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      Clothing alterations for fall?     

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thompsona
member (17)member
 
09/04/2017 08:03PM
Hi all!

I will be going up Sept. 29th thru Oct. 2nd this year at Mudro for a 4 day solo. I am incredibly excited and have almost everything for gear nailed down on the trip. Except for clothing....

With average highs of 55 and average lows of 25, I'm still wondering what the best combination of clothing is to bring. As of now, here is my current loadout I'm considering:

1 pair of lightweight merino wool top/bottoms
1 pair of Under Armour Coldgear top/bottoms
1 synthetic long sleeve UV protective shirt
1 fleece jacket
1 packable down jacket
1 pair of convertible nylon pants
1 fleece stocking hat
1 boonie hat
1 pair of mechanics gloves
1 pair of goretex overmittens and wool liners
1 synthetic buff
2 heavyweight wool blend socks
1 lightweight wool blend hiking socks
1 Rainwear top/bottom

Overall, I think this should be an ok packing list, but I figured I would throw it out to see what you all think? The only thing I'm curious about is if my lower body will need more insulation... thoughts?

It will be my 3rd trip up to the BWCA, but I'm being extra cautious for the cold weather considering the solo aspect of the trip. Thanks for the input everyone!

 
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09/04/2017 08:35PM
I've done quite a few late Sept. trips, sometimes up into early Oct. It's hard to figure the clothing because the weather is so variable and you never really know what you're going to get until you get there, and then it's going to change anyway. It's not the average temps that are hard to manage, it's the highs and lows, and the other stuff that can come with it - rain, snow, wind.

weather history

Your list looks fairly good. The trip is relatively short, so the last-minute forecast should be fairly accurate and you can fine tune right before entry, but I'd say don't skimp on clothing. Hypothermia is a concern and clothing is your first line of defense. I keep long johns, socks, and hat dedicated to sleeping in a waterproof compression stuff sack with my sleeping bag. An extra set of long johns provides a lot of additional warmth for minimal weight/bulk if it looks to be cold, wet, and windy. Of course, very good rain gear is essential to ward off rain, snow, and last, but not least, wind.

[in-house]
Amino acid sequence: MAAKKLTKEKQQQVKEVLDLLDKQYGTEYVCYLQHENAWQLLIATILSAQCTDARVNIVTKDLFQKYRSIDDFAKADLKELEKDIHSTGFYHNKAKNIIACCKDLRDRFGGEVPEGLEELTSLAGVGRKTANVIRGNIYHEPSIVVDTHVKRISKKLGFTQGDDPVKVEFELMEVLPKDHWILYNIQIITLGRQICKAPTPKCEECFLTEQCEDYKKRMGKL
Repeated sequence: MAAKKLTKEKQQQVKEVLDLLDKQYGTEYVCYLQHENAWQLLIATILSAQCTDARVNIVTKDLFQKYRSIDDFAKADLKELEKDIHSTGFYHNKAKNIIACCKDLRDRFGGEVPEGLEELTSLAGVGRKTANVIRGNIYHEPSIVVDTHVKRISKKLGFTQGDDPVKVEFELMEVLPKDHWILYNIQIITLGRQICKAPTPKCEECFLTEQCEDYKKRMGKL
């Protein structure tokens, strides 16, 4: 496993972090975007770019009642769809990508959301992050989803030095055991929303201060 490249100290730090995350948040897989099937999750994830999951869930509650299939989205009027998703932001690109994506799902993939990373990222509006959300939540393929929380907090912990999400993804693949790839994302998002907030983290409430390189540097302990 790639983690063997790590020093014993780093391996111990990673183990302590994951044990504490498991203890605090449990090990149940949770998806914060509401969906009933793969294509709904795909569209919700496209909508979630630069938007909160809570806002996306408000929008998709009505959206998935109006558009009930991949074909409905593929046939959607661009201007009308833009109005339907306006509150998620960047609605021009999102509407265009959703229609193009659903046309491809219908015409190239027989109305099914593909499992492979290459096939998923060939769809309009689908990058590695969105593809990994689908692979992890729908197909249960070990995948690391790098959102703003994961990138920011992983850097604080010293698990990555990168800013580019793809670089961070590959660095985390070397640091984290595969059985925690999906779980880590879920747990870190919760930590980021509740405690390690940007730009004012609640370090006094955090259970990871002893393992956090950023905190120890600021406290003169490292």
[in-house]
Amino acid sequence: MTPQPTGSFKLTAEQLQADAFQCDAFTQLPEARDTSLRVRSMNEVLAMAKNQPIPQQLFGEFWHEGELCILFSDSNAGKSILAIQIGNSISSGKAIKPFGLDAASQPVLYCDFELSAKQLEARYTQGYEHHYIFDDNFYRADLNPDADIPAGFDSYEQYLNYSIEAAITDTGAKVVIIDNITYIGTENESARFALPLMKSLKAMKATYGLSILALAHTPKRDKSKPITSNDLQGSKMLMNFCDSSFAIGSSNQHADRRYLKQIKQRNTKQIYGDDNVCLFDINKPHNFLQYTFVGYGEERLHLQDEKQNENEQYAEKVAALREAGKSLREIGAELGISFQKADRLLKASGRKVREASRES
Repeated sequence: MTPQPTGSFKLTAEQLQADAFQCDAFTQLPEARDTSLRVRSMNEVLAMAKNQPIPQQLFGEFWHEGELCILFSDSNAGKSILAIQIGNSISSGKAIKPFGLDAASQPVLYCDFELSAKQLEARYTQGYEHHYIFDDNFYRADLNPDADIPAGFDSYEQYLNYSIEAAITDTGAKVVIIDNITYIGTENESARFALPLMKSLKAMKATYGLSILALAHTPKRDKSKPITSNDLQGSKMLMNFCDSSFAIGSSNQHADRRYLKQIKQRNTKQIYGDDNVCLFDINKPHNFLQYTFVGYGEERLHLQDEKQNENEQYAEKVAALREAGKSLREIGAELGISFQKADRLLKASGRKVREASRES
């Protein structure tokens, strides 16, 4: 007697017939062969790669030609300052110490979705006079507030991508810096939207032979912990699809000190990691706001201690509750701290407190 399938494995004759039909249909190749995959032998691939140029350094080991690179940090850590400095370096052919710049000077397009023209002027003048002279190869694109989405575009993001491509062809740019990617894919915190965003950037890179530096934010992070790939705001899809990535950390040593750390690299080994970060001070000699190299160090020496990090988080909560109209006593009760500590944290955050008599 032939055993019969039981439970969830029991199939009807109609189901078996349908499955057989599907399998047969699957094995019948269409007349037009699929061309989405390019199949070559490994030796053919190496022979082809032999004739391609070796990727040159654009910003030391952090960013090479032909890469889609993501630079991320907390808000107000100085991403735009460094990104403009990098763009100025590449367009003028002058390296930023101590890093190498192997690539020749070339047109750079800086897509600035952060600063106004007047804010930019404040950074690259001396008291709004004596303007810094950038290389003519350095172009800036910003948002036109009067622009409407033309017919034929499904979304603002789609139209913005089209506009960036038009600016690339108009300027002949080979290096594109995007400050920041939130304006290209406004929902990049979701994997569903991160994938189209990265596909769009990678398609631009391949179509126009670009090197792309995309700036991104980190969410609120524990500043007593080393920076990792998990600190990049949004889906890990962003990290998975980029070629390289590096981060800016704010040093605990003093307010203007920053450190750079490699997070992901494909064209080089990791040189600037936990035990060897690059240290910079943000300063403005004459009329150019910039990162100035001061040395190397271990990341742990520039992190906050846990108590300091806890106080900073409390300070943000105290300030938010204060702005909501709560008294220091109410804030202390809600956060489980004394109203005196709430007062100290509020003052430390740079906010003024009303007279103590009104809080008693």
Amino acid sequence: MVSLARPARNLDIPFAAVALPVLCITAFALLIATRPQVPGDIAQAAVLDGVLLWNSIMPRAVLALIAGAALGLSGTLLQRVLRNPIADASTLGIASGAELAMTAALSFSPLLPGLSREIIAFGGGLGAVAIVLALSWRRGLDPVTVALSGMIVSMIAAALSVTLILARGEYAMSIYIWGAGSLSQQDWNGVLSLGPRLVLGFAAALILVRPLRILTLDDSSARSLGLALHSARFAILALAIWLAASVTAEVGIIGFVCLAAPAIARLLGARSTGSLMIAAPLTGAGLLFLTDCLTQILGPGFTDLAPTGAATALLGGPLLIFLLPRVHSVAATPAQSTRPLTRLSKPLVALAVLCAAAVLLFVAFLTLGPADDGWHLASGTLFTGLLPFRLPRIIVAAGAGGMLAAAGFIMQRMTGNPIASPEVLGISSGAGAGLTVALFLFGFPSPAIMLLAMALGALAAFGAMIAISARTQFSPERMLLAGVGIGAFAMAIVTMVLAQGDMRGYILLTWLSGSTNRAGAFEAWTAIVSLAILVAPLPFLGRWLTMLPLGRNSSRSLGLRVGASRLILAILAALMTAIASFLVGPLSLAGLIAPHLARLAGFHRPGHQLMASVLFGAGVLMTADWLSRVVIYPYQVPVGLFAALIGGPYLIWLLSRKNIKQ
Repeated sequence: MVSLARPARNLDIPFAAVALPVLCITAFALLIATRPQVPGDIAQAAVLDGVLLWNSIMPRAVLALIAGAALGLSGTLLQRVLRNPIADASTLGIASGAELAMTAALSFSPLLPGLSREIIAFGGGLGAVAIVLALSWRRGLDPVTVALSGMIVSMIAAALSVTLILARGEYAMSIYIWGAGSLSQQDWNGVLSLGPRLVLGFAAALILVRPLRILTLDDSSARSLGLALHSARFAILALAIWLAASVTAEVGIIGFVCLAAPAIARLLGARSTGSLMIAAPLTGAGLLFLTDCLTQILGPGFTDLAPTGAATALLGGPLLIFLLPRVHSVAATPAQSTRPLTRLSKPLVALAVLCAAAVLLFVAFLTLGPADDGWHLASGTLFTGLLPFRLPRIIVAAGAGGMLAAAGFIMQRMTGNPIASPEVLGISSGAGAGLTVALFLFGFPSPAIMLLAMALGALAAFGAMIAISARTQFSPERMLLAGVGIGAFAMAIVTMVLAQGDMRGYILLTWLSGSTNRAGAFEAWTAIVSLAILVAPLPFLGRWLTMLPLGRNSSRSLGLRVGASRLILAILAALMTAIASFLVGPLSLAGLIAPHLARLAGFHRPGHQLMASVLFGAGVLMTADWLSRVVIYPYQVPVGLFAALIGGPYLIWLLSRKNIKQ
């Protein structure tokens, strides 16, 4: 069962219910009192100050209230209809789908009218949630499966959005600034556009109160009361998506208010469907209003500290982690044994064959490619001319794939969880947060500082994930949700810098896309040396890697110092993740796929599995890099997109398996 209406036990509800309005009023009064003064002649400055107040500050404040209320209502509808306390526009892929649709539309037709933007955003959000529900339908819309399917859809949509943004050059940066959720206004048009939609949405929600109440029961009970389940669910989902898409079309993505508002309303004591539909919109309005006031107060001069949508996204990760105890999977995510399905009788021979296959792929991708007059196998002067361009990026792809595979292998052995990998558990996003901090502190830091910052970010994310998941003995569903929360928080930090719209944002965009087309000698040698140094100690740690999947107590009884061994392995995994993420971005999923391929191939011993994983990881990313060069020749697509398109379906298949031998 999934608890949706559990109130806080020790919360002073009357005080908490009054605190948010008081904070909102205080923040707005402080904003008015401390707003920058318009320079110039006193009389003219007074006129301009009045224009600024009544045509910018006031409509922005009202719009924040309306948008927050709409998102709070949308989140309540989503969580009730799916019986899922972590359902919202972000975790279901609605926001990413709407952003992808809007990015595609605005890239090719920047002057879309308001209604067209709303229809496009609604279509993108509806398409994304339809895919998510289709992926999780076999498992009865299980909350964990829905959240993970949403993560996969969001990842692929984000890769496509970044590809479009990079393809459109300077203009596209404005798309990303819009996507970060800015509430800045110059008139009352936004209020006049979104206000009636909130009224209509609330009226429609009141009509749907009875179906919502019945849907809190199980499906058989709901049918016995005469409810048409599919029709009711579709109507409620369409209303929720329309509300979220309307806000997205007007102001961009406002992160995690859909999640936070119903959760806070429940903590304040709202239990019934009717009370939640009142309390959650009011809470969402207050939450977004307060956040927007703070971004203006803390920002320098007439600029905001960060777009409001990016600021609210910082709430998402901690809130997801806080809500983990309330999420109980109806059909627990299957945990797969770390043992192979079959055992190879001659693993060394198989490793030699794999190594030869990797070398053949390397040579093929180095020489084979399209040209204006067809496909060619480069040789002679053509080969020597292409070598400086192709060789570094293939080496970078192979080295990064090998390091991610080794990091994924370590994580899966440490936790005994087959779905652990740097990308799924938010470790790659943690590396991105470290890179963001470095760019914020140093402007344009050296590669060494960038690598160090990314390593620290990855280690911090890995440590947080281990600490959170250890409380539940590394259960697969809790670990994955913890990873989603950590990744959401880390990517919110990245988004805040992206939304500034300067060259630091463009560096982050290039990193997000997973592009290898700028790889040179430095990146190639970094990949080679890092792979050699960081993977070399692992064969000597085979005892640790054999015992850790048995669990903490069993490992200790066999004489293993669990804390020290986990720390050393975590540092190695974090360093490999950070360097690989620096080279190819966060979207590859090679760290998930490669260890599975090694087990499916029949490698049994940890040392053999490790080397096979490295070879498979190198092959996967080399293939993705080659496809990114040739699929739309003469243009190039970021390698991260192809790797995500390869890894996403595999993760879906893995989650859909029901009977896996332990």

Arcola
senior member (52)senior membersenior member
 
09/04/2017 08:39PM
Looks about right to me. Went there last year at the same time; it rained for three days. Had an awesome time.
jfinn
distinguished member (144)distinguished memberdistinguished memberdistinguished member
 
09/04/2017 09:01PM
This is darn close to what I have, for the same weekend. I use 100 wht fleece 1/4 zip top and bottoms instead of the merino layer.

My only question is to bring the Chota hippies or just go with boots and wool socks. I have been up this same time and while it snowed day one and it was A+ the rest of the way. Another trip just 10 calendar days later was snow, wind, rain, cold and cold feet. So, game day decision for me on the hippies.

Have fun!


John
09/04/2017 10:04PM
Take clothing for 80 degrees, take clothing for 20 degrees... no matter what the forecast calls for....
09/05/2017 05:52AM
quote walllee: "Take clothing for 80 degrees, take clothing for 20 degrees... no matter what the forecast calls for...."

+1, and for 40, wet, and windy, too.
HappyHuskies
distinguished member (183)distinguished memberdistinguished memberdistinguished member
 
09/05/2017 07:33AM
Great time of the year to be in the BW! End of September and first of October are favorites of mine.

I don't have a lot to add that others have not said. I agree that your list looks good. I do a lot of trips in October and even into early November and my gear list is not a lot different than yours. I generally follow the rule of thumb that I should be able to layer EVERYTHING I bring. If I can't wear it all at the same time I generally think hard about whether to bring it. I will add that a lot of my trips in the BW in the fall are backpacking trips so I look at weight and bulk a little differently than someone paddling might. Still, the challenges of keeping warm and dry (and cool and dry if it is hot) are pretty much the same.

Have a great trip and be sure and let us know how it goes.
Northwoodsman
distinguished member(794)distinguished memberdistinguished memberdistinguished memberdistinguished member
 
09/05/2017 07:51AM